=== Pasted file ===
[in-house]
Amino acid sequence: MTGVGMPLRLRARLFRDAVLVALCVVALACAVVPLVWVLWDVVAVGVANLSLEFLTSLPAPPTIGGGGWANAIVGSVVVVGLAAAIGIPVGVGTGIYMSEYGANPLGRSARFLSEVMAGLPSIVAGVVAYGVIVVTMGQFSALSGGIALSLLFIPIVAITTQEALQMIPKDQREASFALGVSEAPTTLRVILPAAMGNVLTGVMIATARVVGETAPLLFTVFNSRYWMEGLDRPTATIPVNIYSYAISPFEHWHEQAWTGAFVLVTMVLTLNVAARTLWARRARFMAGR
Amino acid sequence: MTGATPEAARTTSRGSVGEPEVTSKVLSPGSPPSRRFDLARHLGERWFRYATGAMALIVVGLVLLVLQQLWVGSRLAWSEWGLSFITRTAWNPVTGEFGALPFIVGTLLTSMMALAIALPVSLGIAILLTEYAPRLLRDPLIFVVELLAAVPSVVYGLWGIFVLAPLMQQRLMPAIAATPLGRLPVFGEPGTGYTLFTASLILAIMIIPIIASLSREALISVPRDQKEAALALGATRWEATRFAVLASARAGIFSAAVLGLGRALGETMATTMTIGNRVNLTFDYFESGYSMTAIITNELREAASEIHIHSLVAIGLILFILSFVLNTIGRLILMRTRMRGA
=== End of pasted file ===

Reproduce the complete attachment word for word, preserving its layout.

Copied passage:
[in-house]
Amino acid sequence: MTGVGMPLRLRARLFRDAVLVALCVVALACAVVPLVWVLWDVVAVGVANLSLEFLTSLPAPPTIGGGGWANAIVGSVVVVGLAAAIGIPVGVGTGIYMSEYGANPLGRSARFLSEVMAGLPSIVAGVVAYGVIVVTMGQFSALSGGIALSLLFIPIVAITTQEALQMIPKDQREASFALGVSEAPTTLRVILPAAMGNVLTGVMIATARVVGETAPLLFTVFNSRYWMEGLDRPTATIPVNIYSYAISPFEHWHEQAWTGAFVLVTMVLTLNVAARTLWARRARFMAGR
Amino acid sequence: MTGATPEAARTTSRGSVGEPEVTSKVLSPGSPPSRRFDLARHLGERWFRYATGAMALIVVGLVLLVLQQLWVGSRLAWSEWGLSFITRTAWNPVTGEFGALPFIVGTLLTSMMALAIALPVSLGIAILLTEYAPRLLRDPLIFVVELLAAVPSVVYGLWGIFVLAPLMQQRLMPAIAATPLGRLPVFGEPGTGYTLFTASLILAIMIIPIIASLSREALISVPRDQKEAALALGATRWEATRFAVLASARAGIFSAAVLGLGRALGETMATTMTIGNRVNLTFDYFESGYSMTAIITNELREAASEIHIHSLVAIGLILFILSFVLNTIGRLILMRTRMRGA